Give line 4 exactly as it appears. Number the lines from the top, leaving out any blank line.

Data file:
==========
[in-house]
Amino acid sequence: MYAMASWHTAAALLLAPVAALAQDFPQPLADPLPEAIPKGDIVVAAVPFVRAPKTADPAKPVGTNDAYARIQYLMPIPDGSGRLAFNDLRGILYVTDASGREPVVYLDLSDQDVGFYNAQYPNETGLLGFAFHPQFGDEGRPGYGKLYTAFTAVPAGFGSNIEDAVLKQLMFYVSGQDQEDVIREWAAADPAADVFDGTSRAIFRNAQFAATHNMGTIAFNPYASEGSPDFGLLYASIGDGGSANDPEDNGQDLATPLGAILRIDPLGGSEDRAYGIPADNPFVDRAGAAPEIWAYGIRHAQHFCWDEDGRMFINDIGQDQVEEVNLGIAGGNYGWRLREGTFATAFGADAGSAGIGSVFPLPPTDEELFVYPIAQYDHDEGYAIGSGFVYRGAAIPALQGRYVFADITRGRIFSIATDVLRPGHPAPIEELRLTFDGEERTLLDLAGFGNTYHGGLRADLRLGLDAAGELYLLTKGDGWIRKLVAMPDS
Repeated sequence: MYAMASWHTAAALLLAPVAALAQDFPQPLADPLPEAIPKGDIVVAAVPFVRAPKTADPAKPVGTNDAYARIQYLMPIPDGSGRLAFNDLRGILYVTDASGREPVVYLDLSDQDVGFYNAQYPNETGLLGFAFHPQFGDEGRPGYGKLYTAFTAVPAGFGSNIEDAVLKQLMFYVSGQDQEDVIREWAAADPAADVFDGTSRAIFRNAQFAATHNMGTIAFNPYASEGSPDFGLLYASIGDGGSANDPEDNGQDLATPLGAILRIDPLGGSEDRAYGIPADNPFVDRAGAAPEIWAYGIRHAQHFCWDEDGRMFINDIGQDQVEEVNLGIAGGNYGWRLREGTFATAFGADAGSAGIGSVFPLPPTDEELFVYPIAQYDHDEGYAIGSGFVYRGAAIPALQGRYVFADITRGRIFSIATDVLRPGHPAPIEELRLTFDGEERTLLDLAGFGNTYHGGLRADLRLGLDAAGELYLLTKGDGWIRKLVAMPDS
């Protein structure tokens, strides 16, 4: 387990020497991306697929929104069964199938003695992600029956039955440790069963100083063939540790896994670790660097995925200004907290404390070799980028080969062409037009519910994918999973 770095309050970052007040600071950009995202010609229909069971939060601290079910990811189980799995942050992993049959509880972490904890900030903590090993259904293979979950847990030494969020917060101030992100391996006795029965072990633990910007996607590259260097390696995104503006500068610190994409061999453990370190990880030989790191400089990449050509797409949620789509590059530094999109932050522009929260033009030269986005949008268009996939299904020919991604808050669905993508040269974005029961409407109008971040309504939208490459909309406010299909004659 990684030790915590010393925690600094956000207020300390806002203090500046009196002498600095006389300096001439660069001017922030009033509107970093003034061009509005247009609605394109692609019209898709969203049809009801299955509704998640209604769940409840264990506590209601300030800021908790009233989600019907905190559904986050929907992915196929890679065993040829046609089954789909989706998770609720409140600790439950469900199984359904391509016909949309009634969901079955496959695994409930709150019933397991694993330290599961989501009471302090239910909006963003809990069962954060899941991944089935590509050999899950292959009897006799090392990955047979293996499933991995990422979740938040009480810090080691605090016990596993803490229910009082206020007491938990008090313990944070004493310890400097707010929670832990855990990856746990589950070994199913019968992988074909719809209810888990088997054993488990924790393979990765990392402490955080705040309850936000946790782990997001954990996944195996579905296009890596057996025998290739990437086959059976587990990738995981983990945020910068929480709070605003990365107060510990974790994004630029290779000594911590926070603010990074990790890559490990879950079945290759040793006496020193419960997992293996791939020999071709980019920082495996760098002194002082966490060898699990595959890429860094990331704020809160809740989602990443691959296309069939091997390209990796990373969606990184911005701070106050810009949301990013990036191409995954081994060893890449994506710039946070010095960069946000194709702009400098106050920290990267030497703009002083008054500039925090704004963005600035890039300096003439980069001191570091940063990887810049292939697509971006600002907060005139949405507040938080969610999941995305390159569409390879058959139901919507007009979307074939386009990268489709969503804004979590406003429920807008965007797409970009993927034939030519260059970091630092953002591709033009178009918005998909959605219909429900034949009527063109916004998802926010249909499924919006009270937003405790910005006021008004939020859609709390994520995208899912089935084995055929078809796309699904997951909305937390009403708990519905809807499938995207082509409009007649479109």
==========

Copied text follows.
């Protein structure tokens, strides 16, 4: 387990020497991306697929929104069964199938003695992600029956039955440790069963100083063939540790896994670790660097995925200004907290404390070799980028080969062409037009519910994918999973 770095309050970052007040600071950009995202010609229909069971939060601290079910990811189980799995942050992993049959509880972490904890900030903590090993259904293979979950847990030494969020917060101030992100391996006795029965072990633990910007996607590259260097390696995104503006500068610190994409061999453990370190990880030989790191400089990449050509797409949620789509590059530094999109932050522009929260033009030269986005949008268009996939299904020919991604808050669905993508040269974005029961409407109008971040309504939208490459909309406010299909004659 990684030790915590010393925690600094956000207020300390806002203090500046009196002498600095006389300096001439660069001017922030009033509107970093003034061009509005247009609605394109692609019209898709969203049809009801299955509704998640209604769940409840264990506590209601300030800021908790009233989600019907905190559904986050929907992915196929890679065993040829046609089954789909989706998770609720409140600790439950469900199984359904391509016909949309009634969901079955496959695994409930709150019933397991694993330290599961989501009471302090239910909006963003809990069962954060899941991944089935590509050999899950292959009897006799090392990955047979293996499933991995990422979740938040009480810090080691605090016990596993803490229910009082206020007491938990008090313990944070004493310890400097707010929670832990855990990856746990589950070994199913019968992988074909719809209810888990088997054993488990924790393979990765990392402490955080705040309850936000946790782990997001954990996944195996579905296009890596057996025998290739990437086959059976587990990738995981983990945020910068929480709070605003990365107060510990974790994004630029290779000594911590926070603010990074990790890559490990879950079945290759040793006496020193419960997992293996791939020999071709980019920082495996760098002194002082966490060898699990595959890429860094990331704020809160809740989602990443691959296309069939091997390209990796990373969606990184911005701070106050810009949301990013990036191409995954081994060893890449994506710039946070010095960069946000194709702009400098106050920290990267030497703009002083008054500039925090704004963005600035890039300096003439980069001191570091940063990887810049292939697509971006600002907060005139949405507040938080969610999941995305390159569409390879058959139901919507007009979307074939386009990268489709969503804004979590406003429920807008965007797409970009993927034939030519260059970091630092953002591709033009178009918005998909959605219909429900034949009527063109916004998802926010249909499924919006009270937003405790910005006021008004939020859609709390994520995208899912089935084995055929078809796309699904997951909305937390009403708990519905809807499938995207082509409009007649479109």